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Fiber Economics - Quick and Dirty
Written by Dave Burstein   
Saturday, 11 August 2012 19:04

Milo_building_KC_and_former_partner_John Muleta~$1,000 per home passed to build, $5/month to operate. Assuming they get a decent take rate and meet their construction budget, Google will be profitable charging $70/month in Kansas City. But the payoff requires thinking more than three to five years, unlike most corporations. Here’s the data behind that conclusion.

Construction costs, typical city or suburb
Bell Alliant in Western Canada has now passed over half a million homes with fiber home, the largest deployment in North America after Verizon. Their latest financial report showed capex of less than $500 per home passed. Verizon reported costs fell below $700/home passed several years ago and headed to $600. Add the cost of actually installing a large fraction of those homes, and your cost per home passed by the network comes closer to $1,000. Installing each home at Verizon added $500-600. Digging lawns and drilling holes into the homes is labor intensive.
    That includes equipment whose price is rapidly dropping. Early Verizon gear cost $300-400/home, but today they are probably paying half that. Very large fiber builds in China are paying less than $100/home. Google has designed their own gear, GigaOm reports, and is going to the least expensive sources for components and assembly. They should be achieving something close to the large volume China price.
   Fiber itself cost $20K or so per mile, mostly labor. Rural areas with fewer homes per mile can be brutally expensive. often $3-5K. Undergrounding the fiber also adds costs.
Operating costs:
Bandwidth isn’t free, but it’s darn cheap. A moderately sized carrier pays less than $1/month/customer http://bit.ly/N3kVKS. Google pays much less, while small and rural carriers sometimes pay much more. Bandwidth use goes up only modestly with higher speeds; the industry rule of thumb is about 1/3rd more usage if you give the customer higher speeds. A Netflix movie will come in at 2-4 megabits whether you have 12 megabit service or a gigabit. You don’t get more email because your connection is faster.
Line maintenance and repair should be extremely modest. Google’s fiber architecture has no active components in the field. Verizon’s expectation was that fiber would bring down maintenance by 80%. Their experience was very different, as it took several years to get the customer installs reliable. Five years later, most of those problems should be solved. Google in particular has reduced network complexity to keep opex down.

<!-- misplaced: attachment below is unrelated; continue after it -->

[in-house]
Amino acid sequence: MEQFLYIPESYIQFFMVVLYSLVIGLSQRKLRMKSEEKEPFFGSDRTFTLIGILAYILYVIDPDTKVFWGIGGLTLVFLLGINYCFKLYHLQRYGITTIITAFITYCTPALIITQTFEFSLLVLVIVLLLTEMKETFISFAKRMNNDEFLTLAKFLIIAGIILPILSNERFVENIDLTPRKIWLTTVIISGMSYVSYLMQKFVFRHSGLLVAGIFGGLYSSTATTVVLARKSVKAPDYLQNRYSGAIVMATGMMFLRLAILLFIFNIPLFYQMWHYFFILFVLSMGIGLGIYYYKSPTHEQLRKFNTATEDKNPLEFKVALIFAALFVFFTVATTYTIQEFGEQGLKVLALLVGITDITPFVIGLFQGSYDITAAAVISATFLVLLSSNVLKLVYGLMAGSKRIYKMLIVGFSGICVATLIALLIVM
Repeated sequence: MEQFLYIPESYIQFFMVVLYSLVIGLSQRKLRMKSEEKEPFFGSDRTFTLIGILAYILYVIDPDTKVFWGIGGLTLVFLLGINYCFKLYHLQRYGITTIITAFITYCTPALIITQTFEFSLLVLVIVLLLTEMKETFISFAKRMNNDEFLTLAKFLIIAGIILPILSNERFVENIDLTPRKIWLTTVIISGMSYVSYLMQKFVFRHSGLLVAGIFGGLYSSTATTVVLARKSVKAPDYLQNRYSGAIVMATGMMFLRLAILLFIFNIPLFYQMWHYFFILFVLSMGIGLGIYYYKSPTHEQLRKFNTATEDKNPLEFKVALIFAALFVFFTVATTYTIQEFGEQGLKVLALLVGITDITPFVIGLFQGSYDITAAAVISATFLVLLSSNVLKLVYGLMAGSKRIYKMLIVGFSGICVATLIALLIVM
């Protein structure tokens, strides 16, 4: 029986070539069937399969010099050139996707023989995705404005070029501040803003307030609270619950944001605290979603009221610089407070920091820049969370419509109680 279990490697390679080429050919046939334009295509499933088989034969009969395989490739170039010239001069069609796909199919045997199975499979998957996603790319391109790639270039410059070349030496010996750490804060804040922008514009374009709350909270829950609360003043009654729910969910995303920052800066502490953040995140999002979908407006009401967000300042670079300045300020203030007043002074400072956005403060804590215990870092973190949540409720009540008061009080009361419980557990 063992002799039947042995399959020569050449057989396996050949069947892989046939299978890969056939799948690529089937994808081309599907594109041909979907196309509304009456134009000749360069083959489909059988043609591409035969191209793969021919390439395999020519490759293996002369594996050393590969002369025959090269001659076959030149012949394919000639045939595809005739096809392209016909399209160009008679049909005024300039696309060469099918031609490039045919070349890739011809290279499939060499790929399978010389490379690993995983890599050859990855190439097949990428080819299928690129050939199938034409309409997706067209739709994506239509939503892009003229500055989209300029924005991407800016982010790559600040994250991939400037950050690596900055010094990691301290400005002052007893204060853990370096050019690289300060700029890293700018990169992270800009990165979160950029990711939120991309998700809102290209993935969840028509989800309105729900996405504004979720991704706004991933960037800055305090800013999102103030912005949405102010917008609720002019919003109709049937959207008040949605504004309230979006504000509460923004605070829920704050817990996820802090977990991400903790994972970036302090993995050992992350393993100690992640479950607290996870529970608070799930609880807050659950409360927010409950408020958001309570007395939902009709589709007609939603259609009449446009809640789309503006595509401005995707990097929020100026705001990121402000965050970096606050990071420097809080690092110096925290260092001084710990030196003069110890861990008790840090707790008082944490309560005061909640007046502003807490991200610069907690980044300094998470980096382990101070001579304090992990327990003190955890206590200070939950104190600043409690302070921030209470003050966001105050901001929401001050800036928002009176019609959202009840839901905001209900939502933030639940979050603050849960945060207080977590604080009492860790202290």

Support costs for broadband have gone down dramatically. New broadband customers typically make as many support calls in the first 90 days as they will later in a year. Most customers today are well down that learning curve.
Power is a factor, but current equipment keeps that well below $1/month/customer

The crucial factor of take rates:
The cost per home passed is very different than the cost per paying subscriber. The majority of the cost is building the network, not the home hookup. If you have only a 20% take rate, the per home passed figure has to be multiplied by 5. At 33%, that drops to a multiplier of 3. At the likely Australian 70-80%, only 1.5. (In Australia, the NBN is paying Telstra and others not to compete and ensuring something close to a monopoly.)
    At $600/home passed, it costs $1-$1.5K/subscriber in Australia, $2-3K/subscriber with a 33% take rate (Google’s hope for Kansas City) and $4-5K/sub if you only get 20% of the market.
     $1K/sub is $16/month over 5 years, little more than the cost of unbundling. $3K - likely Google expectation in KC - it’s $50/month. At $5K it’s $80/month. Even at $70/month, you have to be thinking 10 years for a good payback.
      Governments paying 4% on long term bonds can think 10 years out, especially with the external returns to having a better Internet. Private telcos rarely think beyond 3-5 years, one reason nearly no telcos are willing to invest in fiber unless they have strong competition or a government push. VDSL from field cabinets is now delivering 50-100 meg in many locations and has become the near exclusive choice of British Telecom, AT&T, and Deutsche Telekom for the faster payback.
  These numbers vary enormously depending on neighborhood conditions and the efficiency of construction. Burlington Vermont’s muni fiber came in excessive construction costs and now is a scandalous bankruptcy. Australia’s NBN budgeted $5,000/home and is already over budget. Free in Paris is very disappointed at the hookup costs per home.

   Milo Medin of Google built America's cable modem networks 15 years ago and knows how to do this right, so I'm optimistic for Kansas City.